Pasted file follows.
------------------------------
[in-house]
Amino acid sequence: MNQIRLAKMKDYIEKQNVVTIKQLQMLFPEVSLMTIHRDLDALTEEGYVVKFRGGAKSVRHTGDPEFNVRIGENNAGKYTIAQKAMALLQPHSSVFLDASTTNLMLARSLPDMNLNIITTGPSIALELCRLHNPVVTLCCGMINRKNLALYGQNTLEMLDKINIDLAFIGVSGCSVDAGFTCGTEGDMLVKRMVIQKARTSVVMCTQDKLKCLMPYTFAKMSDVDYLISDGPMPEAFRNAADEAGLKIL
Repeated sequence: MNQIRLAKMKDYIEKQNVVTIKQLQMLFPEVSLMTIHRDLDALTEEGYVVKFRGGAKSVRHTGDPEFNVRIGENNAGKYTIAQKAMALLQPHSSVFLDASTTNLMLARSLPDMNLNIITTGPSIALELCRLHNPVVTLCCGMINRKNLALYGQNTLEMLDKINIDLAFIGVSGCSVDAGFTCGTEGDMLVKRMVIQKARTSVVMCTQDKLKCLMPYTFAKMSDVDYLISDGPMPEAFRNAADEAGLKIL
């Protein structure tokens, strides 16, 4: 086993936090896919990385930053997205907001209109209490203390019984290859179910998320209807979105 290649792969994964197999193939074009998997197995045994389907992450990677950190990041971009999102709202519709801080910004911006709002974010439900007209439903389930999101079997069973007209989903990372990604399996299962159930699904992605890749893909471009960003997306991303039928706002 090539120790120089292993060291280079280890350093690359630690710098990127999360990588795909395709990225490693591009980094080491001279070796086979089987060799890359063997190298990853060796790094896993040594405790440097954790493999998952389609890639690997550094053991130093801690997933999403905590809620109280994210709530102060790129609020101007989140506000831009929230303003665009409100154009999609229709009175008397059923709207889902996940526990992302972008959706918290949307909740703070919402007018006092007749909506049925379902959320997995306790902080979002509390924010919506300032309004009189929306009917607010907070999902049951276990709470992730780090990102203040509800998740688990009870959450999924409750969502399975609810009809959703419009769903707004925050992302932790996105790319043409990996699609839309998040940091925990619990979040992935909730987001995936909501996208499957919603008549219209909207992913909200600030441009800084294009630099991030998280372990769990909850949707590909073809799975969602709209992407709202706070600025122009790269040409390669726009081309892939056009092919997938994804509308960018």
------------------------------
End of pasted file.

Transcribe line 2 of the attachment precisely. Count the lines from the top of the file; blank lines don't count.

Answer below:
Amino acid sequence: MNQIRLAKMKDYIEKQNVVTIKQLQMLFPEVSLMTIHRDLDALTEEGYVVKFRGGAKSVRHTGDPEFNVRIGENNAGKYTIAQKAMALLQPHSSVFLDASTTNLMLARSLPDMNLNIITTGPSIALELCRLHNPVVTLCCGMINRKNLALYGQNTLEMLDKINIDLAFIGVSGCSVDAGFTCGTEGDMLVKRMVIQKARTSVVMCTQDKLKCLMPYTFAKMSDVDYLISDGPMPEAFRNAADEAGLKIL